'Kejri govt's objective on vendors' bill not clear'

With the city Urban Development Department seeking suggestions from people on the Delhi Street Vendors’ Scheme, organisations working for the cause cry foul saying “it is a ploy to get views against hawkers”.

The umbrella organisation for vendors, National Association of Street Vendors of India (NASVI), said the Aam Aadmi Party government has never taken hawkers’ opinion on the issue.

“We won’t be surprised if the Aam Aadmi Party government says it has to come out with a scheme having “anti-vendor” provisions because of the adverse public opinion,” said Arbind Singh, national coordinator of NASVI.

“The advertisement (by the city government) gives only three working days for submission of suggestions and that too by an email or through post. The city government had earlier notified a street vendors scheme in October 2015, which it had to roll back because of many provisions that were against the interests of hawkers,” added Singh.

The Delhi government’s objective is not clear on the matter, he said.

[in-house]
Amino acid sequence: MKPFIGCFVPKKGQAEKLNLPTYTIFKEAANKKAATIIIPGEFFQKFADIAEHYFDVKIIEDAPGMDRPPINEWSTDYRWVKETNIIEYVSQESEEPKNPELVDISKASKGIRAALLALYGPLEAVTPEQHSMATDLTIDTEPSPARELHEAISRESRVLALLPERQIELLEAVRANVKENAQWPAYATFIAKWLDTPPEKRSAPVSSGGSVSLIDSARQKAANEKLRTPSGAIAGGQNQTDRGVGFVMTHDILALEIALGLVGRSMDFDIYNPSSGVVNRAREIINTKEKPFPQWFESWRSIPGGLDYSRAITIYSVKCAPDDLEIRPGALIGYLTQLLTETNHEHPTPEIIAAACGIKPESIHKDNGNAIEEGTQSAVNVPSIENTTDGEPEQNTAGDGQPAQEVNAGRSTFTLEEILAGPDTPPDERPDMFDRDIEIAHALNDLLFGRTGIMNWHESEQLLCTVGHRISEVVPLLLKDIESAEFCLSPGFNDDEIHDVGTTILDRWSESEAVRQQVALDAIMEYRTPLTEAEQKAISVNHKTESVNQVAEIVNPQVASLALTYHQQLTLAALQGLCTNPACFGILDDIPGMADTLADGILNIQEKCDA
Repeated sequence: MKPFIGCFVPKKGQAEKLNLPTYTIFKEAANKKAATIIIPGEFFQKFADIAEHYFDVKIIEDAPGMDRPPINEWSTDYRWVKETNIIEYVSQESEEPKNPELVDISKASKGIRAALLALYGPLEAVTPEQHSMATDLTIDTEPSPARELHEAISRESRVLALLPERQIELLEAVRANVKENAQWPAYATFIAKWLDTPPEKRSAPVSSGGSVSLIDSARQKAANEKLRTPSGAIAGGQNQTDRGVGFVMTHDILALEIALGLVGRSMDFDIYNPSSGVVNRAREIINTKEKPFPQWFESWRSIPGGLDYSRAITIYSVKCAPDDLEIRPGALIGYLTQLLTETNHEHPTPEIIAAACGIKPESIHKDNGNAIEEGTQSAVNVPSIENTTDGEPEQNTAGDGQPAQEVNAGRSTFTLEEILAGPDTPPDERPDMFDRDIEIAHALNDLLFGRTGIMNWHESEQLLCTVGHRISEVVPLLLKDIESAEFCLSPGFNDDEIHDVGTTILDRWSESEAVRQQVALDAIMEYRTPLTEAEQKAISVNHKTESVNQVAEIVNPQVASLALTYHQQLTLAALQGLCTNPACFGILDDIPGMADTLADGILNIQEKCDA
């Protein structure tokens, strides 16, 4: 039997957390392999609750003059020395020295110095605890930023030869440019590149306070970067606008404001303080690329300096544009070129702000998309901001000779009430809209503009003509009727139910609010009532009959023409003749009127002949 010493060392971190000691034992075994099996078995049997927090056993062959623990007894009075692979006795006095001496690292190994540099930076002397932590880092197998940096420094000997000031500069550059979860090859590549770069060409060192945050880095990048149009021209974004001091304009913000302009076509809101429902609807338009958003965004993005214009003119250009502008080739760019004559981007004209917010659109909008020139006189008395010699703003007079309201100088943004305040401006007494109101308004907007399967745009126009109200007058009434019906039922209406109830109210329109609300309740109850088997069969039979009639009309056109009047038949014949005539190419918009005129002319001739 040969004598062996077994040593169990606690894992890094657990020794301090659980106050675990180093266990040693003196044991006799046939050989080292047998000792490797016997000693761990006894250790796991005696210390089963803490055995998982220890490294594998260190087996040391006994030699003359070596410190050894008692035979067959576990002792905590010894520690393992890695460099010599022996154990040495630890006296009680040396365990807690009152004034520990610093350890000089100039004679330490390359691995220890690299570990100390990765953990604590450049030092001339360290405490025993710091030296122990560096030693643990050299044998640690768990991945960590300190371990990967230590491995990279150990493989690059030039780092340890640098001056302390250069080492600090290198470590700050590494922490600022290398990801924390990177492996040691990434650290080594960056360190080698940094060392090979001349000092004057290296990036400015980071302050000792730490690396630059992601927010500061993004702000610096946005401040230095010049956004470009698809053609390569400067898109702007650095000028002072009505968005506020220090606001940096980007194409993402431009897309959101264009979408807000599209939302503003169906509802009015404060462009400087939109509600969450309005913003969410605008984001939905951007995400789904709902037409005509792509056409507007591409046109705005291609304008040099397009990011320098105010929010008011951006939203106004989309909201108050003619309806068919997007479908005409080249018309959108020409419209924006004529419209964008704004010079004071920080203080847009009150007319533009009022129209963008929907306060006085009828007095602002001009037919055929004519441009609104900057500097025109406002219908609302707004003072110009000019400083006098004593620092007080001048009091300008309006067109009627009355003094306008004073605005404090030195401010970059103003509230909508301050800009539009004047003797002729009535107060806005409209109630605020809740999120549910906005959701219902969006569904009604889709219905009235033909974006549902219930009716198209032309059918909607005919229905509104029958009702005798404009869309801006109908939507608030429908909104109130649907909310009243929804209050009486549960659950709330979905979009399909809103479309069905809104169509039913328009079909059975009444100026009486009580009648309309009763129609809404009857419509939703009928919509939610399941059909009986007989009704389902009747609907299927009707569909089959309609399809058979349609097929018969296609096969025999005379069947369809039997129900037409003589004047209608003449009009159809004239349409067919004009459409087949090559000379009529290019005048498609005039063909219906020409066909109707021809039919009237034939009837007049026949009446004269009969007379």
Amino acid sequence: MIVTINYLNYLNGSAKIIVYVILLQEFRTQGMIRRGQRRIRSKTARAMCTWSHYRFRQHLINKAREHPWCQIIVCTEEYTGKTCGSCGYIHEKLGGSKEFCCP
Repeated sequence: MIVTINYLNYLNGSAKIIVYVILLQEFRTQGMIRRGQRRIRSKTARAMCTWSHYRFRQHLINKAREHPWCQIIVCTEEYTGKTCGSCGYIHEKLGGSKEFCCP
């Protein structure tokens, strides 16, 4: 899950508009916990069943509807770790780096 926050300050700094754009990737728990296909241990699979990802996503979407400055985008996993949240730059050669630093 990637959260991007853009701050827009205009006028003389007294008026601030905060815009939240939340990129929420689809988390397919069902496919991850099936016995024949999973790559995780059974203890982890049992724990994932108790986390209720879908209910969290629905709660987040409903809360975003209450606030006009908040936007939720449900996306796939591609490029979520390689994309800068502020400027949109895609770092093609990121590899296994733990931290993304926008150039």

“If it wants to throw vendors out of the city, it should say so rather than taking people’s opinion on street vendors’ bill. The government’s move is just an eyewash,” said Singh.
‘No consultation’

“The AAP government has not even had a single consultation with the vendors who are going to be affected the most by the bill. We have been giving memorandums to the government every now and then,” Singh told Deccan Herald.

There are around five lakh street vendors in Delhi, according to NASVI.

“It’s the question of the livelihood of lakhs of vendors. About nine states have notified the Street Vendor (Protection of livelihood And Regulation of Street Vending) Act, 2014 and none of them sought any suggestion from people. If the AAP government wants to take someone’s opinion, it should be vendors and nobody else,” he added.

Activists, however, said they are not afraid of the public opinion.

“In fact, street vendors’ livelihood is dependant on the people’s attraction towards them. But our urban society is plagued by “Not in My Backyard Syndrome”.

Though people need street vendors and like them but many do not want them in their immediate neighbourhood,” said Singh.

The Delhi Street Vendors (Protection of Livelihood and Regulation of street vending) Scheme 2015 prepared by the city government only has inputs from the civic agencies, he added.

“It has been prepared in a hush-hush manner. We urge the government to involve street vendors and their representatives in this process and then put it in public domain.”

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